Ever since John McCain chose Gov. Palin as his running mate and Barack Obama chose Sen. Biden, there has been too much focus on public vilification and slander. Negative attacks are all in good fun, so long as they play into matters of tangible consequence rather than superfluous personality ticks and outlandish accusations. Once focus steers from party platform and political stances to who messed up in front of the camera and who sounds funnier than the other, arguments supporting those attacks become categorized as small-minded and naïve.

A famous quote from Matt Damon condemns Gov. Palin’s ideals. He worries that someone with strong spiritual beliefs would be a liability with possession of nuclear launch codes. Palin’s stance has nothing to do with her intelligence or her capacity to do well in office, but is rather a simple representation of her personal and spiritual beliefs. And if we’re worried about having a Vice President with strong religious beliefs, shouldn’t we have considered just about every President in our nation’s history a liability? You may disagree with her, but you should realize that she shares the same relgious beliefs with millions of other intelligent and capable people in this world.

People are sick of suggestions that Obama is a terrorist — claims that I agree are nothing less than absurd. But you can’t just pretend that this attack on Palin’s competence isn’t exactly the same thing. If you want an example of religious extremes, look up Obama’s pastor, Jeremiah Wright. A brief example of Wright’s sermons: five days after the terrorist attacks on September 11th he came out with a speech saying it was America’s fault. I don’t think Obama agrees with his pastor on every issue, but he has said that the man is his spiritual advisor. If you’re concerned with Creationism you should be concerned with those who believe we got what we deserved on September 11th.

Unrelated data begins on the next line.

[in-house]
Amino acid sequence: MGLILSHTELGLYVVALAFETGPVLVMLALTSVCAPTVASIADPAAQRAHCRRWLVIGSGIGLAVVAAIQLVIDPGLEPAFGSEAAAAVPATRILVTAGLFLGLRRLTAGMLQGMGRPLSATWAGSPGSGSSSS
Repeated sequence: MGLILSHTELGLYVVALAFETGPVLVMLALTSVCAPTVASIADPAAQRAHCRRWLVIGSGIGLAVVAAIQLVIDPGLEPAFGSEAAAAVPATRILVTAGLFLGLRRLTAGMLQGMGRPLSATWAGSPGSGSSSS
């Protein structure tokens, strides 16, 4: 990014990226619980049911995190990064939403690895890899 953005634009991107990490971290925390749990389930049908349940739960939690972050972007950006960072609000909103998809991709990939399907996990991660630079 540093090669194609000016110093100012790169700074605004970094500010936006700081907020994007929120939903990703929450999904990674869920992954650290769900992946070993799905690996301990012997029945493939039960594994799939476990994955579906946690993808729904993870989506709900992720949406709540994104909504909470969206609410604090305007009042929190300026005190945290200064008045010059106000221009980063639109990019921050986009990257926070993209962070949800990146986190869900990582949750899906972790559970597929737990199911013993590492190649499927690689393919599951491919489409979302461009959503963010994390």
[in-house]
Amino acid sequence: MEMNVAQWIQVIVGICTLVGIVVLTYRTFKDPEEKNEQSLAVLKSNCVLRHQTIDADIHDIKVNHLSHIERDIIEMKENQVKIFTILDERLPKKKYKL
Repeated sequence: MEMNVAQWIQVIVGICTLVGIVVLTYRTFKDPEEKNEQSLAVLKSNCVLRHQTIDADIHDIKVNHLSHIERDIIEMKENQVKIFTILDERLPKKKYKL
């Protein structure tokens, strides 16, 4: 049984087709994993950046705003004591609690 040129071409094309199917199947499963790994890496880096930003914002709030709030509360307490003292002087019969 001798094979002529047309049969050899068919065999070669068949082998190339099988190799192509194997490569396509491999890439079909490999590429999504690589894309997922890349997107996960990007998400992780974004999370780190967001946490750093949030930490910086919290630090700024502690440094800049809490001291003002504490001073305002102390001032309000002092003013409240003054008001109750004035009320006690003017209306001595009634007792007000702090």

The bottom line is people who don’t like Palin want to believe she’s crazy and stupid. Unfortunately you don’t present a decent argument in convincing me she’s unqualified when you base your opinion solely on her religious beliefs or her lack of composure in front of the camera. It scares me that people are focused on the character assassination of a vice presidential candidate, while proceeding to ignorantly rule out any credible reasons that suggest they may have what it takes when it comes to tangible politics. You are more than entitled to your political stance and have every right to disagree with Palin’s record and policies, but when the main argument against Palin is that she’s stupid, you make it all too easy to assail your political diligence and pass off your argument like a fart in the wind.

A VP pick should be one that complements the president’s standards. McCain has battled corruption in both parties of Congress for years. Palin has battled corruption and successfully exposed misconduct in Alaska’s Republican establishment. McCain believes and supports many under-funded or ignored social issues. Palin fought to triple funding provided to children with disabilities and voted against the Republican grain to provide gay couples the same state rights as married couples. McCain supports women’s rights and issues across America (something most people associate with Democrats). Palin’s straight-forward talk and motherly values have appealed to many women who have felt left out of the national conversation. As Time magazine puts it: the only real surprise regarding McCain’s choice of a VP is the fact that it is such a surprise.